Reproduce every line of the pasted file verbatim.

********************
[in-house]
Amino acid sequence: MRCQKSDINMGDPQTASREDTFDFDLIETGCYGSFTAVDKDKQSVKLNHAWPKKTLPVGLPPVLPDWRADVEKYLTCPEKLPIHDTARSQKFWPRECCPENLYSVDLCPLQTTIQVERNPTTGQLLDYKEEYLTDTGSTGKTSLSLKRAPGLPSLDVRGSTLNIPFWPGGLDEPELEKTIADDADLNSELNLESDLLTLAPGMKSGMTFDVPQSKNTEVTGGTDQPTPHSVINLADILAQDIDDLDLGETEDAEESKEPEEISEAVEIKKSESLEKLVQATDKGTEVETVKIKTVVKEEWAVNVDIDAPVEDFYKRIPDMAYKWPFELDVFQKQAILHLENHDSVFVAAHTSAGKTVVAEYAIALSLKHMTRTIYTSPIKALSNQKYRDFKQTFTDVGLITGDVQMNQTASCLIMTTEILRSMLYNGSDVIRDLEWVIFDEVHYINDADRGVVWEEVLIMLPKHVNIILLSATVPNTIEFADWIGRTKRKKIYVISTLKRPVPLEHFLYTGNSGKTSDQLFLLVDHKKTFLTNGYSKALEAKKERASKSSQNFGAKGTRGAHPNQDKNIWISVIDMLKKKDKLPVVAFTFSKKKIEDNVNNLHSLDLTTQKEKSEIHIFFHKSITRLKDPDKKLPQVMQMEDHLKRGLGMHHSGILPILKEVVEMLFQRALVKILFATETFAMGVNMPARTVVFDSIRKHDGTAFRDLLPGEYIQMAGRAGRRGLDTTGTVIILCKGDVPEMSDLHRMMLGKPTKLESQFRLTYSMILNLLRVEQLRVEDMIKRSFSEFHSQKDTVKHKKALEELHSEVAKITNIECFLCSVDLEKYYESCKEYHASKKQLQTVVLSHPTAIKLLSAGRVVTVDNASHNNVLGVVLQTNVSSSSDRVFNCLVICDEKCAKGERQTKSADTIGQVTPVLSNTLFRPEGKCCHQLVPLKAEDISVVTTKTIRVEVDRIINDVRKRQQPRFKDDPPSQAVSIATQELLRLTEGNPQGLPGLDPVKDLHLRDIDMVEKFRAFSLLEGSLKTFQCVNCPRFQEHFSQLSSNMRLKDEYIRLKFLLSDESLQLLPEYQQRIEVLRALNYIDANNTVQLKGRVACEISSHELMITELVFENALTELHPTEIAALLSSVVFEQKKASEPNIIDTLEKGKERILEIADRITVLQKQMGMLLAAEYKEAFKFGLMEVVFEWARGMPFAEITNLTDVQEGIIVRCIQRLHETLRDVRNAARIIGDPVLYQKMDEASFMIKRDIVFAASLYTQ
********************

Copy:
[in-house]
Amino acid sequence: MRCQKSDINMGDPQTASREDTFDFDLIETGCYGSFTAVDKDKQSVKLNHAWPKKTLPVGLPPVLPDWRADVEKYLTCPEKLPIHDTARSQKFWPRECCPENLYSVDLCPLQTTIQVERNPTTGQLLDYKEEYLTDTGSTGKTSLSLKRAPGLPSLDVRGSTLNIPFWPGGLDEPELEKTIADDADLNSELNLESDLLTLAPGMKSGMTFDVPQSKNTEVTGGTDQPTPHSVINLADILAQDIDDLDLGETEDAEESKEPEEISEAVEIKKSESLEKLVQATDKGTEVETVKIKTVVKEEWAVNVDIDAPVEDFYKRIPDMAYKWPFELDVFQKQAILHLENHDSVFVAAHTSAGKTVVAEYAIALSLKHMTRTIYTSPIKALSNQKYRDFKQTFTDVGLITGDVQMNQTASCLIMTTEILRSMLYNGSDVIRDLEWVIFDEVHYINDADRGVVWEEVLIMLPKHVNIILLSATVPNTIEFADWIGRTKRKKIYVISTLKRPVPLEHFLYTGNSGKTSDQLFLLVDHKKTFLTNGYSKALEAKKERASKSSQNFGAKGTRGAHPNQDKNIWISVIDMLKKKDKLPVVAFTFSKKKIEDNVNNLHSLDLTTQKEKSEIHIFFHKSITRLKDPDKKLPQVMQMEDHLKRGLGMHHSGILPILKEVVEMLFQRALVKILFATETFAMGVNMPARTVVFDSIRKHDGTAFRDLLPGEYIQMAGRAGRRGLDTTGTVIILCKGDVPEMSDLHRMMLGKPTKLESQFRLTYSMILNLLRVEQLRVEDMIKRSFSEFHSQKDTVKHKKALEELHSEVAKITNIECFLCSVDLEKYYESCKEYHASKKQLQTVVLSHPTAIKLLSAGRVVTVDNASHNNVLGVVLQTNVSSSSDRVFNCLVICDEKCAKGERQTKSADTIGQVTPVLSNTLFRPEGKCCHQLVPLKAEDISVVTTKTIRVEVDRIINDVRKRQQPRFKDDPPSQAVSIATQELLRLTEGNPQGLPGLDPVKDLHLRDIDMVEKFRAFSLLEGSLKTFQCVNCPRFQEHFSQLSSNMRLKDEYIRLKFLLSDESLQLLPEYQQRIEVLRALNYIDANNTVQLKGRVACEISSHELMITELVFENALTELHPTEIAALLSSVVFEQKKASEPNIIDTLEKGKERILEIADRITVLQKQMGMLLAAEYKEAFKFGLMEVVFEWARGMPFAEITNLTDVQEGIIVRCIQRLHETLRDVRNAARIIGDPVLYQKMDEASFMIKRDIVFAASLYTQ